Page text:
This past winter, I paid a visit to my elderly aunt–my late father’s younger sister–with whom I am very close. I have learned some of my greatest life lessons from her. Shirley lives in a stately home on a tree-lined street in Brookline, Massachusetts, where the phone never stops ringing. She is a mother of four, grandmother of sixteen, great-grandmother of forty-five and counting. Recently widowed, she had just put her home on the market when, during a visit to a daughter in Chicago, a pipe burst, flooding several floors full of antiques and artwork. A significant part of that elegant home had been —turned, in her words, into “a barn.” So she had just begun the process, arduous for anyone much less an octogenarian, of filing insurance claims and rebuilding her home.
“Come in, darling!” She swept me into what had once been her living room. “It’s a mess, isn’t it? But look how lucky we were. None of Uncle Moe’s books were damaged.”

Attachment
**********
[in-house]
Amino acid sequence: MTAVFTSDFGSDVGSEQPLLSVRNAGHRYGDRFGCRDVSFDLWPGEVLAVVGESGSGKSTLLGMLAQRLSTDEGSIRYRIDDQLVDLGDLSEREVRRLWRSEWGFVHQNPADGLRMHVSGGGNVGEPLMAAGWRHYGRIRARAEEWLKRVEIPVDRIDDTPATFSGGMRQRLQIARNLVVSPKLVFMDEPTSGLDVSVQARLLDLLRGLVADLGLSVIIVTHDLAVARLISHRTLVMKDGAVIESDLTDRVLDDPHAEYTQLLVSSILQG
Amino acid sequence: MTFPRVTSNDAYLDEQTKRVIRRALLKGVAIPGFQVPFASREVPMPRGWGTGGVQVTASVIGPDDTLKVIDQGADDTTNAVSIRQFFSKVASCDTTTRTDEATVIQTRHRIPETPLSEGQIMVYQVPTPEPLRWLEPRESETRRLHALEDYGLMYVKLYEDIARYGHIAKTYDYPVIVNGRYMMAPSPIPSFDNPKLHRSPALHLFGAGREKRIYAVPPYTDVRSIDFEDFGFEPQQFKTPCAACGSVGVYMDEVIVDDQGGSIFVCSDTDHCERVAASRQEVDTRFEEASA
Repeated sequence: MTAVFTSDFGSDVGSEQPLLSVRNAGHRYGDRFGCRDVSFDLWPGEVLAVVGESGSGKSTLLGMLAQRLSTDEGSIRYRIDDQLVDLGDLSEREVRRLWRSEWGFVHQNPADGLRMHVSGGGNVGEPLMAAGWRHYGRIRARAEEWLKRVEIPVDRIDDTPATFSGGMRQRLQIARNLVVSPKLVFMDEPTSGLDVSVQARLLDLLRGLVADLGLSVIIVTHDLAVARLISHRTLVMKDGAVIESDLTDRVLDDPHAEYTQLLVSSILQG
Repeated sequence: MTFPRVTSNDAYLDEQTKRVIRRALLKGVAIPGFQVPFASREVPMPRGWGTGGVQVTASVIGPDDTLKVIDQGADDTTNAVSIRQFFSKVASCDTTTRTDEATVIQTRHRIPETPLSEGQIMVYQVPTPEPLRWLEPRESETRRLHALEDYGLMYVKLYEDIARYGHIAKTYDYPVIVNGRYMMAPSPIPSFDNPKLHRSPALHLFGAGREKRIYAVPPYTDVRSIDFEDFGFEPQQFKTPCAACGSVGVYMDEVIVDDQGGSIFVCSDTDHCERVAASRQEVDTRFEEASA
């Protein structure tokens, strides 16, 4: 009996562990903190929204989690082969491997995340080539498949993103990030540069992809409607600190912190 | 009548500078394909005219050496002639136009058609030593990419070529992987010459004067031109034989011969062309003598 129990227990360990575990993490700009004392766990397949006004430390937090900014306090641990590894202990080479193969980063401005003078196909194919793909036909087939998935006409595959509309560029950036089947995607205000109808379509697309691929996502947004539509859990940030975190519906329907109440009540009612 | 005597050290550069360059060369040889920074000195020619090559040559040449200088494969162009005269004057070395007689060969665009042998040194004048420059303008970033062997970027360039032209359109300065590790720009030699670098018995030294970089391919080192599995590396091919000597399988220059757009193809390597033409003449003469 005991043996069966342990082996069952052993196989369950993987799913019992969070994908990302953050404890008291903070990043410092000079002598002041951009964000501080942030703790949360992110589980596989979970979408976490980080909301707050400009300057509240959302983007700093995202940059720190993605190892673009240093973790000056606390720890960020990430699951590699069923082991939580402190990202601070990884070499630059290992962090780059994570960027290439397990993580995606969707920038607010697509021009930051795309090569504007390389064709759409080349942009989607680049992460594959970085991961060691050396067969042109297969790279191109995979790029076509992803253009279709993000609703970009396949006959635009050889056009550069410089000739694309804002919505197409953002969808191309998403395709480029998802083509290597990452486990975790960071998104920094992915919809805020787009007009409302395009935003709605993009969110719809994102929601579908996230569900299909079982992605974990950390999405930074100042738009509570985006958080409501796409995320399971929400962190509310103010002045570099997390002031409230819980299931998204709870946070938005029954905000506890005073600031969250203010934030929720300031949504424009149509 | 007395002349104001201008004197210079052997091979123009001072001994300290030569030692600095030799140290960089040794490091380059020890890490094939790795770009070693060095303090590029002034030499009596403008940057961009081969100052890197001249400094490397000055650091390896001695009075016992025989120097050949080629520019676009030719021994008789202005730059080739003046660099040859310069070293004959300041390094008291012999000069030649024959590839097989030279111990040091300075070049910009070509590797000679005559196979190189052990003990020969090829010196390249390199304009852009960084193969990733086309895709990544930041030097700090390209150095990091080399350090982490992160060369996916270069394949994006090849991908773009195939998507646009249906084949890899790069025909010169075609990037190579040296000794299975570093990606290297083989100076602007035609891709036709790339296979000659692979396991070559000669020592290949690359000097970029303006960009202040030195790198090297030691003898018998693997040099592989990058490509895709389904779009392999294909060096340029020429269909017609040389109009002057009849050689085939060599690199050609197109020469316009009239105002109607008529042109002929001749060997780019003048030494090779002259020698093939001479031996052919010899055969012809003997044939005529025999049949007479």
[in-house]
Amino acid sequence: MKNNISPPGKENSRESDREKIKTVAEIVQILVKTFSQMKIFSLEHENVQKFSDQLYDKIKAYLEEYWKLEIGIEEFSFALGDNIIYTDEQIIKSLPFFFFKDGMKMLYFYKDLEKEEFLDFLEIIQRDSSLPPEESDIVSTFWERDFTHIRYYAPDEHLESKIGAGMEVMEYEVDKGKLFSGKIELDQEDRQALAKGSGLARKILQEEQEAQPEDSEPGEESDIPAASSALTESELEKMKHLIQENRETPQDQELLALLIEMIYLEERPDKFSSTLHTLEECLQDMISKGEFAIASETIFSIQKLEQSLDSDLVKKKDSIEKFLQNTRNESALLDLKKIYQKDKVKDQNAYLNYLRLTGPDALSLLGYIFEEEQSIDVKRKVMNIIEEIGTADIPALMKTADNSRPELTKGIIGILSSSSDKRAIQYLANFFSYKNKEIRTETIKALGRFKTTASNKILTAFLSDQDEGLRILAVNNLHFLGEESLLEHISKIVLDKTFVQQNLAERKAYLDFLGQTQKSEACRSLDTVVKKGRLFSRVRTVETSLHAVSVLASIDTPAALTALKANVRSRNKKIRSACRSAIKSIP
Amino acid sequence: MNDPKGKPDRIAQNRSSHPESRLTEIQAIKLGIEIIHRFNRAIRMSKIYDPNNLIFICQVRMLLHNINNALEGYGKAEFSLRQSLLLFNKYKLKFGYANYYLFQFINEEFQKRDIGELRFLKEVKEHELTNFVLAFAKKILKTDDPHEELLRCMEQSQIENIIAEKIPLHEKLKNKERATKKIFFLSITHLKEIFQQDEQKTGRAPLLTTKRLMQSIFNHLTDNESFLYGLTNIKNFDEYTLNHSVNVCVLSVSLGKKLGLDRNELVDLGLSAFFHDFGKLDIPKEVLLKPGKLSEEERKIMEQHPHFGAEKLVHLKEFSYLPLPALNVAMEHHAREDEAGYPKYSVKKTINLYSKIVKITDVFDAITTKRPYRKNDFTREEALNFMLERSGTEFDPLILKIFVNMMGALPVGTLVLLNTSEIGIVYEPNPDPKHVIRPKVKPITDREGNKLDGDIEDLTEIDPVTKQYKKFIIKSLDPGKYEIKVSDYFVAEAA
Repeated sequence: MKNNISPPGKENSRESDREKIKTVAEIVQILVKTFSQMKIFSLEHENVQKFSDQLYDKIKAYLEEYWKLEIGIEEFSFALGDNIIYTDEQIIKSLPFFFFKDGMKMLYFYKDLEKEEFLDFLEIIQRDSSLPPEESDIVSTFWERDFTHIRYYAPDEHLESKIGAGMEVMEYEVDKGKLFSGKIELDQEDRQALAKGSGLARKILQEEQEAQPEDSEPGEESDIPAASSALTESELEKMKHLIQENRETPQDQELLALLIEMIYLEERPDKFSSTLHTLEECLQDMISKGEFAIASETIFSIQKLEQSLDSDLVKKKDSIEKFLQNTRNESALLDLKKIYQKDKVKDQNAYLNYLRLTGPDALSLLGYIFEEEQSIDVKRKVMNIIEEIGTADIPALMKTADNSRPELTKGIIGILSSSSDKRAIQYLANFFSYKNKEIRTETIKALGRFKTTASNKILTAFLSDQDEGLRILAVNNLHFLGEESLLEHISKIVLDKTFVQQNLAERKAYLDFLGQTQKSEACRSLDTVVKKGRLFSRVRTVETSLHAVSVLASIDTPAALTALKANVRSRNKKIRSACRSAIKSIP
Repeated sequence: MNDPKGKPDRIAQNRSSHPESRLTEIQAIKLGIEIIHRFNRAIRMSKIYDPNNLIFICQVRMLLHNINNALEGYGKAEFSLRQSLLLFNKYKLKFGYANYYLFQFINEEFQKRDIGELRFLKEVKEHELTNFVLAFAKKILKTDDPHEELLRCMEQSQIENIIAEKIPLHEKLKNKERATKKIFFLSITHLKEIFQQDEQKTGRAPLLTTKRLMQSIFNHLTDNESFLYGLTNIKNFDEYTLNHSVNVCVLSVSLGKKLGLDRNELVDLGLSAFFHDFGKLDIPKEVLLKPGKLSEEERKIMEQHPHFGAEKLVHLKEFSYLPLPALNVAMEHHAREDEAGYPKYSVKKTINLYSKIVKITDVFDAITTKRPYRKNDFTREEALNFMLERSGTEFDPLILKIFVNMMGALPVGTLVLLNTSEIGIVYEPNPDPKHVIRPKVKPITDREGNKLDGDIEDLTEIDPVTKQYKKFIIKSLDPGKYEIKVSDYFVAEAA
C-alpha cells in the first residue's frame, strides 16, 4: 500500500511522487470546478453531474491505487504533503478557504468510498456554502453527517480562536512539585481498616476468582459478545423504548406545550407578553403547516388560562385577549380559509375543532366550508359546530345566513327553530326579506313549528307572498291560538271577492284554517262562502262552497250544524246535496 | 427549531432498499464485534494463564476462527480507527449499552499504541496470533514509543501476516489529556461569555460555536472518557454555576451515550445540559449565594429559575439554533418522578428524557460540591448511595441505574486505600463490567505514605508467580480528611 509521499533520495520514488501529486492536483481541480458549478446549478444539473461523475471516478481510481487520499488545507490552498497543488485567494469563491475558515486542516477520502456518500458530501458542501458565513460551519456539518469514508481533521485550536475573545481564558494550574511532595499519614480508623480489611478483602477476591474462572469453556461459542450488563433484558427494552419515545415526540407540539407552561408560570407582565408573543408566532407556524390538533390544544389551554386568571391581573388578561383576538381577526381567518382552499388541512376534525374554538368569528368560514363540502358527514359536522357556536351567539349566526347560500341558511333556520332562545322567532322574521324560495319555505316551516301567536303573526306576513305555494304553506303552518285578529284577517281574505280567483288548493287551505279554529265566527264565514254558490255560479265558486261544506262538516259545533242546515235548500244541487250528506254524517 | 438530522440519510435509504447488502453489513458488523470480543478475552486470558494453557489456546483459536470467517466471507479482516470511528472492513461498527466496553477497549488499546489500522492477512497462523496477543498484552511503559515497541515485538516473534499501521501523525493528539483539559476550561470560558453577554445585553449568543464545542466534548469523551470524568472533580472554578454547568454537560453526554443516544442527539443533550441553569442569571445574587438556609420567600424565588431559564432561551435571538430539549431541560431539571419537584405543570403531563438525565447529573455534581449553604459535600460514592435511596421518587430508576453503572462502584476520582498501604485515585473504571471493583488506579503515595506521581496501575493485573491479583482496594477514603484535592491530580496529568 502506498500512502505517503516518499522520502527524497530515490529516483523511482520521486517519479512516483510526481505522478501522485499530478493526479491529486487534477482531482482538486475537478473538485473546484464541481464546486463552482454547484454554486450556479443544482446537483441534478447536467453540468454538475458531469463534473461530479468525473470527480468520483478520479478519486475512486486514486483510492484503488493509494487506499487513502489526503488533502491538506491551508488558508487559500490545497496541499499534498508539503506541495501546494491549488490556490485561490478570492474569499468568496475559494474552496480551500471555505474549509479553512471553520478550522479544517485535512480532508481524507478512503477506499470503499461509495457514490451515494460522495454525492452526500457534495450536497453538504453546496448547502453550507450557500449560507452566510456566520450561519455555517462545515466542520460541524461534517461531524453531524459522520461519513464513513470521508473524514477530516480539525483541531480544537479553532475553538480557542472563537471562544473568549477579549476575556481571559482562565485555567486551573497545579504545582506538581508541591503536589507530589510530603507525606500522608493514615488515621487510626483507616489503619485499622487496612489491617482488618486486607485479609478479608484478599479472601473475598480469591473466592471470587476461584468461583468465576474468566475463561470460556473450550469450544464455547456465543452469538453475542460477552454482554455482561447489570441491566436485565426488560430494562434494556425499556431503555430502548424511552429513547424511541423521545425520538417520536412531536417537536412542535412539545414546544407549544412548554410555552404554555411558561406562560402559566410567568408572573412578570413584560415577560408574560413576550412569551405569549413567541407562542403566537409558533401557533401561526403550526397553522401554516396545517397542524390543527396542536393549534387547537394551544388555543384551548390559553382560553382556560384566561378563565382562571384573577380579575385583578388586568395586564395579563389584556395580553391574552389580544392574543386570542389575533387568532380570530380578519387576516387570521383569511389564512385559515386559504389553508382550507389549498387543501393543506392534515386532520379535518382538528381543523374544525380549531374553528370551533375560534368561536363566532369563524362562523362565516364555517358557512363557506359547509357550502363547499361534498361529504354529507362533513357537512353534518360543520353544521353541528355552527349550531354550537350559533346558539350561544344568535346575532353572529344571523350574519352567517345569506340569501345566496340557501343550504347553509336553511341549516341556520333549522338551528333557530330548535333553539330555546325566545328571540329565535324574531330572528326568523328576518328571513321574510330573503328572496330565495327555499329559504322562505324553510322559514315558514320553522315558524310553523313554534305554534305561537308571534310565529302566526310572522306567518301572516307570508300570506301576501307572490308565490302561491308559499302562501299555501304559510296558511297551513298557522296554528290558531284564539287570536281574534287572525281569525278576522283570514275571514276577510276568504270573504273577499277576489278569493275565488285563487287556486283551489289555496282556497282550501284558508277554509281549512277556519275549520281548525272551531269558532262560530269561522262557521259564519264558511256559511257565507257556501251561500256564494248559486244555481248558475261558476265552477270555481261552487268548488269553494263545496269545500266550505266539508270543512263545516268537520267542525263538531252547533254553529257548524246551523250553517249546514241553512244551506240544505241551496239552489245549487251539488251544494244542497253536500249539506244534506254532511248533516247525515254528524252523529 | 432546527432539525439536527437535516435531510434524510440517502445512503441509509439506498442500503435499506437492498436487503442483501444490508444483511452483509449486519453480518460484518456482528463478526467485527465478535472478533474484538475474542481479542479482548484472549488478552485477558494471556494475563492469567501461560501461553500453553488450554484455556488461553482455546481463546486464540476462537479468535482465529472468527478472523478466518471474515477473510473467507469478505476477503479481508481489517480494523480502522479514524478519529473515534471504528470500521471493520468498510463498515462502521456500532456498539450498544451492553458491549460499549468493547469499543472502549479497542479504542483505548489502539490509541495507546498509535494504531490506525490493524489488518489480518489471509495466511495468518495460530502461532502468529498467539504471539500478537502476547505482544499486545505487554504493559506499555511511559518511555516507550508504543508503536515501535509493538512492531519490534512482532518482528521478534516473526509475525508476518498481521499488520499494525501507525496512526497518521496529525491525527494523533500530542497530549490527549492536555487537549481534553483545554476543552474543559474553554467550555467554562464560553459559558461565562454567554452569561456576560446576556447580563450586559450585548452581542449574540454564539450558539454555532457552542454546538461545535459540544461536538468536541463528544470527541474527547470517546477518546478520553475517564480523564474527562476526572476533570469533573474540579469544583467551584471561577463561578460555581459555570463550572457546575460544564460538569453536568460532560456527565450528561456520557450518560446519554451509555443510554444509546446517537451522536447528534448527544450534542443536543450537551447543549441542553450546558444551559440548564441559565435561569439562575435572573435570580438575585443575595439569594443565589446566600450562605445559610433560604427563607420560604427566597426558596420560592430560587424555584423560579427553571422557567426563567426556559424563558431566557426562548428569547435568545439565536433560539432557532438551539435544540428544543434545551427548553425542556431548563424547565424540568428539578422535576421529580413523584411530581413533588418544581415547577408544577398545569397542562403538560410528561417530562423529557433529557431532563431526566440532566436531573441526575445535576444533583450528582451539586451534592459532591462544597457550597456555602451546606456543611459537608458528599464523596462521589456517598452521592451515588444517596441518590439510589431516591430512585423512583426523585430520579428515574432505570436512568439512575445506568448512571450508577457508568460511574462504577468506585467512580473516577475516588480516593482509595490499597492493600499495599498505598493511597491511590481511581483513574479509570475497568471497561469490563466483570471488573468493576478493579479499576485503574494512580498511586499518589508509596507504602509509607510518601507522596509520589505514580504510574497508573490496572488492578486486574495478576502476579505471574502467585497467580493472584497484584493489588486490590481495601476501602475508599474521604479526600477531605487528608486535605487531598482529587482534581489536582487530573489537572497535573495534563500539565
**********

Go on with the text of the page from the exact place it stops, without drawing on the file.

I looked at her. Lucky? This wouldn’t have been my definition of lucky.
“I was just writing a letter to the insurance company,” she went on to say.
Now, in my experience, letters to insurance companies tend to be requests, or complaints. But no.
“I wanted to let the president of the company know how wonderful his people have been to me.”
I watched my aunt, beautiful, beaming, lit from within. All her life she has sought light. She has looked for only the good in others, and they, in turn, have become all the better for it. As have I.
Dani Shapiro is the bestselling author of seven books, including the memoirs Devotion and Slow Motion. www.danishapiro.com